Wednesday, July 30, 2008

Quality vs quantity

From TODAY, Voices
Thursday July 24, 2008

CHILDCARE
What regulations exist to ensure children are well taken care of?

Letter from Heng Liling

RECENT discussions regarding fertility rates and changing mindsets seem to revolve around financial support and benefits, but do not seem to answer the question of how to match parents’ high expectations for the health, safety and education of their child against the quality of the childcare providers in the market place. After all, when all the dust has settled, the question remains: Who will look after Baby?

I am a working mother. My toddler goes to a school which has an infant care programme and has been there since she was 2 months old. It is an economic decision and a difficult choice to make — leaving your child in the hands of strangers whom you can only hope will take good care of him or her. I can only trust my instincts and even in the best of hands, accidents happen.

Therefore, apart from childcare support for the parents, more could be done to improve the quality of childcare. Are there any regulations in place to ensure that caregivers are well-paid and well-valued? It’s in the nation’s interest to have children raised with love and courtesy, and a love of learning.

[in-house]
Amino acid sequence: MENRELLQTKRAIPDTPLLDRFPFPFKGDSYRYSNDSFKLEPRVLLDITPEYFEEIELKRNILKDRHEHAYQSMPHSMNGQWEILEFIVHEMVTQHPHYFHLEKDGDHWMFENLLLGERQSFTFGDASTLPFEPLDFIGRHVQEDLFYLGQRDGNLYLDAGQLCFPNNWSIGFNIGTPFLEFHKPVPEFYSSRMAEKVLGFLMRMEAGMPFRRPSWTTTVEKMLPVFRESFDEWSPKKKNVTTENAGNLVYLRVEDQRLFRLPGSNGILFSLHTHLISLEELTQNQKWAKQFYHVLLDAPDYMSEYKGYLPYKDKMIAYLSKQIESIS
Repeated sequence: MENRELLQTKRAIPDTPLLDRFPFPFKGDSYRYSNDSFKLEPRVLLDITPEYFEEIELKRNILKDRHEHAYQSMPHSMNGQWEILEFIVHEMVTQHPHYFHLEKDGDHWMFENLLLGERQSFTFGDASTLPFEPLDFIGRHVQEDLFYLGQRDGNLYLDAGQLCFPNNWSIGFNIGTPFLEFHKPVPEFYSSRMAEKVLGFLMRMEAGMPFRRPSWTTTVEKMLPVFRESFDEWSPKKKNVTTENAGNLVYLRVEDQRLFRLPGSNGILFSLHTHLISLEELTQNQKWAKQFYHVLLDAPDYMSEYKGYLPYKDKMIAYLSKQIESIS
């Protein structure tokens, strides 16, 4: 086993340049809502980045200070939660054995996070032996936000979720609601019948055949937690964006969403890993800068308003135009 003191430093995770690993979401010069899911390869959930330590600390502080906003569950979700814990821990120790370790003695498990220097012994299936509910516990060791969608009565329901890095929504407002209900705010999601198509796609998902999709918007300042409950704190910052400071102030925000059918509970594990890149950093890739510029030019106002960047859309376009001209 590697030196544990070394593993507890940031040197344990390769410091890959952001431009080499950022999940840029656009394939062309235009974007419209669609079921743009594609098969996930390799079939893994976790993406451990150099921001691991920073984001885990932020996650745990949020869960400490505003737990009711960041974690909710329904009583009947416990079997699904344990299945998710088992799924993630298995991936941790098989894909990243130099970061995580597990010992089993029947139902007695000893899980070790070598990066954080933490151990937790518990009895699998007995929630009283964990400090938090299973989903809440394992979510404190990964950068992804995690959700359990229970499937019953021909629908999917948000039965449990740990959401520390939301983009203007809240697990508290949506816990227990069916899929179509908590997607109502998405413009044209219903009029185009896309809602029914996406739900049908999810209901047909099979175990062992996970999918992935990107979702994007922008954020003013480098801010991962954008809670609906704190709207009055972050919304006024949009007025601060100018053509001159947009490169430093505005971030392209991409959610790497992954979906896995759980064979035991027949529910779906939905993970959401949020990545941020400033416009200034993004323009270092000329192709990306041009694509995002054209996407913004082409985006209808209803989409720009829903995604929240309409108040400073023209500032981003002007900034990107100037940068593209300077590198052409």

However, I have looked at the Ministry of Community Development, Youth and Sports’s childcare centre guidelines and note that the staff-to-child ratio for the age group of 18 to 30 months is one staff for every eight children. Now, if the staff-to-child ratio is one of the key elements of quality childcare, can this be achieved with a ratio of 1:8? Can the person who set this ratio tell me with a straight face that he or she can look after eight boisterous toddlers single-handedly?

In reviewing childcare support, the Government could also look beyond monetary support and re-look into existing requirements for setting up a childcare or infant-care centre, as well as the overall quality of childcare in Singapore.
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